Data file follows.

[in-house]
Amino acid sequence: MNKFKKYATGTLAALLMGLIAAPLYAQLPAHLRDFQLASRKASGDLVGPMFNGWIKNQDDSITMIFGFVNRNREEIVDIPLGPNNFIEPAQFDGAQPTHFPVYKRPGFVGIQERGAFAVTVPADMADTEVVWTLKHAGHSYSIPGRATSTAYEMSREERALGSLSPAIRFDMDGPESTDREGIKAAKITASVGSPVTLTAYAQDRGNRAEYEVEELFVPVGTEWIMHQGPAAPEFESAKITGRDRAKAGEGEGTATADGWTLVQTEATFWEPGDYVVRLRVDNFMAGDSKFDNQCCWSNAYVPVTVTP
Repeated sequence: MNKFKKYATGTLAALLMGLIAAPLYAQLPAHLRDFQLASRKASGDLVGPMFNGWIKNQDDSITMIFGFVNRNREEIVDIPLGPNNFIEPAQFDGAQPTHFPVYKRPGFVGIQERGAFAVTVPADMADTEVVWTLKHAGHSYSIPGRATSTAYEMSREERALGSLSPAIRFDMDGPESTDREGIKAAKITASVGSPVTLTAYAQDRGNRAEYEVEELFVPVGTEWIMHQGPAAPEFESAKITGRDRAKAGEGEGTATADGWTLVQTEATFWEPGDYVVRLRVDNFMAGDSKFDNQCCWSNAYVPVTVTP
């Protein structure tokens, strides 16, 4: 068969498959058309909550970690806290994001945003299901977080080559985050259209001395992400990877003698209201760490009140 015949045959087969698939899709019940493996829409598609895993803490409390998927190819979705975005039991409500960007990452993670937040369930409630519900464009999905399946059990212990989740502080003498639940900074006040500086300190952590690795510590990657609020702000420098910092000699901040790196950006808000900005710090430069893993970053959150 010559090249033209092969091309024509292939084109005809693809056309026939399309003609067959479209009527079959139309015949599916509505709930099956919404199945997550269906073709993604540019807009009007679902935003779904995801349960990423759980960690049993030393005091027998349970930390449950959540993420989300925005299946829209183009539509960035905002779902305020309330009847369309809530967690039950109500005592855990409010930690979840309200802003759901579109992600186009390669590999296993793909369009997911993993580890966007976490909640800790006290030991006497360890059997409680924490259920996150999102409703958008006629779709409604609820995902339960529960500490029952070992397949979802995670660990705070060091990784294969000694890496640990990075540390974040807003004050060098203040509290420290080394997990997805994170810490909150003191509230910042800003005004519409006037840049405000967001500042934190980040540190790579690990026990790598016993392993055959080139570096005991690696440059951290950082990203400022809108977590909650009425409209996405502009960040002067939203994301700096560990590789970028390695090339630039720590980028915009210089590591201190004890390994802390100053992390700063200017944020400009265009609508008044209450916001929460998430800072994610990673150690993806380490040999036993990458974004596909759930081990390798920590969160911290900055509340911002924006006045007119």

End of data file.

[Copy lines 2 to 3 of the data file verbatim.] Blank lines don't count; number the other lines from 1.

Amino acid sequence: MNKFKKYATGTLAALLMGLIAAPLYAQLPAHLRDFQLASRKASGDLVGPMFNGWIKNQDDSITMIFGFVNRNREEIVDIPLGPNNFIEPAQFDGAQPTHFPVYKRPGFVGIQERGAFAVTVPADMADTEVVWTLKHAGHSYSIPGRATSTAYEMSREERALGSLSPAIRFDMDGPESTDREGIKAAKITASVGSPVTLTAYAQDRGNRAEYEVEELFVPVGTEWIMHQGPAAPEFESAKITGRDRAKAGEGEGTATADGWTLVQTEATFWEPGDYVVRLRVDNFMAGDSKFDNQCCWSNAYVPVTVTP
Repeated sequence: MNKFKKYATGTLAALLMGLIAAPLYAQLPAHLRDFQLASRKASGDLVGPMFNGWIKNQDDSITMIFGFVNRNREEIVDIPLGPNNFIEPAQFDGAQPTHFPVYKRPGFVGIQERGAFAVTVPADMADTEVVWTLKHAGHSYSIPGRATSTAYEMSREERALGSLSPAIRFDMDGPESTDREGIKAAKITASVGSPVTLTAYAQDRGNRAEYEVEELFVPVGTEWIMHQGPAAPEFESAKITGRDRAKAGEGEGTATADGWTLVQTEATFWEPGDYVVRLRVDNFMAGDSKFDNQCCWSNAYVPVTVTP